This festival, held in October each year (exact dates vary) is in celebration of Cervantes (of Don Quixote fame), during which time you can experience exhibitions, arts and performances from artists around the world. This festival is one of the biggest and most important festivals in Mexico, and one of the most repected festivals in the world. To find out dates and events, visit the organizer’s official website. This is an incredibly busy time in Guanajuato and we recommend that you Book your hotel accommodation early.
See Blog: International Cervantino Festival
Learn Spanish in Guanajuato
Besides being one of Mexico’s most beautiful colonial cities, it is also a top venue for people who want to attend a residential Spanish School to mix learning and pleasure in the World Heritage city of Guanajuato. There’s no better way to learn Spanish than by becoming immersed in it at a language school in Mexico. Read our guide to Learning Spanish in Mexico for more details and to find a language school in Guanajuato.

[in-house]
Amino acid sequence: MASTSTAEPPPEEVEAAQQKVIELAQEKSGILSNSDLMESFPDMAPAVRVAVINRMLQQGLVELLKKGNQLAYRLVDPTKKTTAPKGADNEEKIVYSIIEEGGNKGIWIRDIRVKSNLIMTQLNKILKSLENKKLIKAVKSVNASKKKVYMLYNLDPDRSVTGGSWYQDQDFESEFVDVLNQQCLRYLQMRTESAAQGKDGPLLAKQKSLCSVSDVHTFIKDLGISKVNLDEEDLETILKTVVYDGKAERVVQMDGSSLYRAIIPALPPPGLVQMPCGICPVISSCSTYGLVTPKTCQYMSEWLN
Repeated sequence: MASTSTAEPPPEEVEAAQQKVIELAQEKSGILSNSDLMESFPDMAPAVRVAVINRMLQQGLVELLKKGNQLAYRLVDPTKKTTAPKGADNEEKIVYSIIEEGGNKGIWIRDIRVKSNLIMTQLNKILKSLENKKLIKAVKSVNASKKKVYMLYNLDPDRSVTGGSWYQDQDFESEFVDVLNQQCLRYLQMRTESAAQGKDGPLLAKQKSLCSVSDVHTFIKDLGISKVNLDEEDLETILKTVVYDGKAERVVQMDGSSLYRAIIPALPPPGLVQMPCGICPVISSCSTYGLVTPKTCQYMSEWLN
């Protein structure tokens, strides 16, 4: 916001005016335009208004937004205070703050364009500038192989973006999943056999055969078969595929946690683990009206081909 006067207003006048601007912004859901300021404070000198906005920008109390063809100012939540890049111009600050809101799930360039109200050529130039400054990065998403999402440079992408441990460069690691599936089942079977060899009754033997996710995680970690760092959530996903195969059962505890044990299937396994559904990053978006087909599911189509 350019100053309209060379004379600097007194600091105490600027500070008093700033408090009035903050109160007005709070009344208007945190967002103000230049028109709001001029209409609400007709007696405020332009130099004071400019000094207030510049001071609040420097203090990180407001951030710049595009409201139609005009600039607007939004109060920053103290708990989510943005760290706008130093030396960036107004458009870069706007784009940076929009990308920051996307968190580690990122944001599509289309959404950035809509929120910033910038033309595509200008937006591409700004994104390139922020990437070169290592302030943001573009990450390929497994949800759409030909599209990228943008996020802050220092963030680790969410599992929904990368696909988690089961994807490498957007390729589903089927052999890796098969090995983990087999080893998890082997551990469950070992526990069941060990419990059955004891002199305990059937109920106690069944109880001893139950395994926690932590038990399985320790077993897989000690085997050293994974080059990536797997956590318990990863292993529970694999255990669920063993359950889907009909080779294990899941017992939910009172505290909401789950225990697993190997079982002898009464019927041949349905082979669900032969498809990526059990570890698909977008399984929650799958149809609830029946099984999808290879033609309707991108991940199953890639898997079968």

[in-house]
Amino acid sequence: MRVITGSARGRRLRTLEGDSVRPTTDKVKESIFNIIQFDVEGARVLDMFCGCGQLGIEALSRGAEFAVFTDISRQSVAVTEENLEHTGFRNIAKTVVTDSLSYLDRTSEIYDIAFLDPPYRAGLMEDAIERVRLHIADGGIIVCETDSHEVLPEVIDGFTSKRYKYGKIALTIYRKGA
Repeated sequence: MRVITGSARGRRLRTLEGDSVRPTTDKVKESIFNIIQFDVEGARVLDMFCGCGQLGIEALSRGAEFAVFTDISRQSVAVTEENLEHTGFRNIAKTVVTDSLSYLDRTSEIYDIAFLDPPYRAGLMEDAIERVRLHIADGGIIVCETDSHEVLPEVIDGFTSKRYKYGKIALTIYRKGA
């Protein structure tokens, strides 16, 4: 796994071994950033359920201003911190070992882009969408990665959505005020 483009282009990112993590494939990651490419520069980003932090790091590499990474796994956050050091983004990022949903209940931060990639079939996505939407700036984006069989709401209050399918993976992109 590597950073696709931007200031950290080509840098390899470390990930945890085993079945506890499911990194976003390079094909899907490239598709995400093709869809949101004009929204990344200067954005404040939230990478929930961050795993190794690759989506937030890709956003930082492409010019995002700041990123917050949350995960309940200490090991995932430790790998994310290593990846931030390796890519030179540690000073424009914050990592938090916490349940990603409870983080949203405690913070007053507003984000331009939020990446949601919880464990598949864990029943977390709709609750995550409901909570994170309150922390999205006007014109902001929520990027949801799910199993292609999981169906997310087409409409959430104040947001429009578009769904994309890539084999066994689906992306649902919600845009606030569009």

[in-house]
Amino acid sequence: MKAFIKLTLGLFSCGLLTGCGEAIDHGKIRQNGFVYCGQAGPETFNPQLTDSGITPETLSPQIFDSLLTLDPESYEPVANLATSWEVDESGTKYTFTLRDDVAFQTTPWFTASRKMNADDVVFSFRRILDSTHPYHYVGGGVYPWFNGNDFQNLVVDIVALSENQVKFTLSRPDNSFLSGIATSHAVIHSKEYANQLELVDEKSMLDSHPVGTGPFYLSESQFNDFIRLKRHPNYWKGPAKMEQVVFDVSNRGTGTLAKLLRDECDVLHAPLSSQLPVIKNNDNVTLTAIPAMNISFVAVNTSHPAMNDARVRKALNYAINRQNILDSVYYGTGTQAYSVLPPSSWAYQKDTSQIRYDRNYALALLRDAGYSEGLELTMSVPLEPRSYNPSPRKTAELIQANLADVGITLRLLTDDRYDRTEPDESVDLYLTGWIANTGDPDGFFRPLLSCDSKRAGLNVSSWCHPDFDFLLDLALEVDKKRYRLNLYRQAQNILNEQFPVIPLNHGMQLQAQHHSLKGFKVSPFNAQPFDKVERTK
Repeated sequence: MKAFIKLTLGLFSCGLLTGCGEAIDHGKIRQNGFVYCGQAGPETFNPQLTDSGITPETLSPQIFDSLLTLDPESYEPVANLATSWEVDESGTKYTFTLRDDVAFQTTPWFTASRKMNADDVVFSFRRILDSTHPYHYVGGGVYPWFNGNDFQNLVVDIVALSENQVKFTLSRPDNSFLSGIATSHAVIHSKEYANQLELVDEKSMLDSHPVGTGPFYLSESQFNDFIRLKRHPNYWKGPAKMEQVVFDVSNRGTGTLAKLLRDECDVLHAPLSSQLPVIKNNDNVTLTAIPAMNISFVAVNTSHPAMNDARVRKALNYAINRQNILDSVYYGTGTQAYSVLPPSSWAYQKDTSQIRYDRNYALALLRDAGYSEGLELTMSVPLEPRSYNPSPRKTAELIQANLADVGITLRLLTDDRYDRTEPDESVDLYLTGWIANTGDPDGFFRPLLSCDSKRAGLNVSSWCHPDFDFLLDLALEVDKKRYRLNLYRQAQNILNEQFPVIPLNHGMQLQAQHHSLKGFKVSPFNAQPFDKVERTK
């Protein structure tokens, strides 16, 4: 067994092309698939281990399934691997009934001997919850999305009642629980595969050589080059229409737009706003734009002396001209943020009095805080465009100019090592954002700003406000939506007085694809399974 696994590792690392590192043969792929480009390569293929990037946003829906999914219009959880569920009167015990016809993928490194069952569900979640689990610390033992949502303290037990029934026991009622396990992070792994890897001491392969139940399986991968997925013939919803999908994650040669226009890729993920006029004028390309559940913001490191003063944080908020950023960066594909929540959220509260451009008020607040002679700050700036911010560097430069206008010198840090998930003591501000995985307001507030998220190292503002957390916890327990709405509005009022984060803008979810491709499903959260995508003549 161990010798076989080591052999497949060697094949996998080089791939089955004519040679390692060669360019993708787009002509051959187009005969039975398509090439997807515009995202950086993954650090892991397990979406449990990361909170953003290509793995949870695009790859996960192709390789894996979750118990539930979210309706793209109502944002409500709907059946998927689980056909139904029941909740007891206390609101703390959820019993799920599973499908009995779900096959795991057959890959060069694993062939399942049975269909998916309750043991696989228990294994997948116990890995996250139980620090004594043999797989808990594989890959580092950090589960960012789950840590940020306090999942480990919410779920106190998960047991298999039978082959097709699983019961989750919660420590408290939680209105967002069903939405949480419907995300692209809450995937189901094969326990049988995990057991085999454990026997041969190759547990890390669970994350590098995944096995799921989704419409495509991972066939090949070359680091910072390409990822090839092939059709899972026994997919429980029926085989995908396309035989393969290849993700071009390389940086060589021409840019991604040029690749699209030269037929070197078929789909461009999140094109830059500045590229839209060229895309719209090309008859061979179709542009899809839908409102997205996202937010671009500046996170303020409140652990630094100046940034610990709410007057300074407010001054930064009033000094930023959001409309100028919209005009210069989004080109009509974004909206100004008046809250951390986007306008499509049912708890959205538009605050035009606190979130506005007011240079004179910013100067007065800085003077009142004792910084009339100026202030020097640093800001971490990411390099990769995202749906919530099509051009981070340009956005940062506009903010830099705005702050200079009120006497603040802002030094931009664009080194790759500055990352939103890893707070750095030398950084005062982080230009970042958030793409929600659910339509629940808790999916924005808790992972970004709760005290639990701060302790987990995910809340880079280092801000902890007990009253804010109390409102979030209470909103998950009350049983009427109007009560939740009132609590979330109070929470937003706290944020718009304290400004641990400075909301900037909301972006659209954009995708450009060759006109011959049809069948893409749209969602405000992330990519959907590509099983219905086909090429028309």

Golf in Guanajuato
The climate in this region is ideal for golf and there are several good golf courses in the area to enjoy.
By Air – The closest airport is between León and Silao “Bajio International Airport”, and stands about 40km (about 25 miles) from Guanajuato. The closest (main) airport is Leon. The only way to get back and forth to Guanajuato from the airport is to drive you own car or take a private taxi. For detailed information about flights and flying, see the Mexperience guide to Air Travel in Mexico.
By Bus – You can travel to Guanajuato on a luxury bus from Mexico City— the trip takes around 4 hours. There are plenty of buses to Guanajuato, all day, every day. For detailed information about bus transportation read the Mexperience guide to Bus Travel in Mexico.
By Car – Driving to Guanajuato is very fast and efficient now that many high-speed and safe toll roads connect with the city. It looks longer on the map, but Highway 57, leading to Highway 45D, then Highway 45, and lastly bear east on Highway 110 is the fastest route (tolled, four-lane carriageways all the way). See additional information about Driving in Mexico and Mexico’s Toll Roads on Mexperience.
Car Rental – To explore Mexico’s colonial towns and cities, consider renting a car for your visit. Having your own car will give you more flexibility than using public transport options and, in some cases, offer you access to places which are otherwise difficult to visit without the use of a car. Read our guide to Car Rental in Mexico to learn what you need to know about car rental in Mexico and connect to the Mexperience Travel Center to reserve your Rental Car.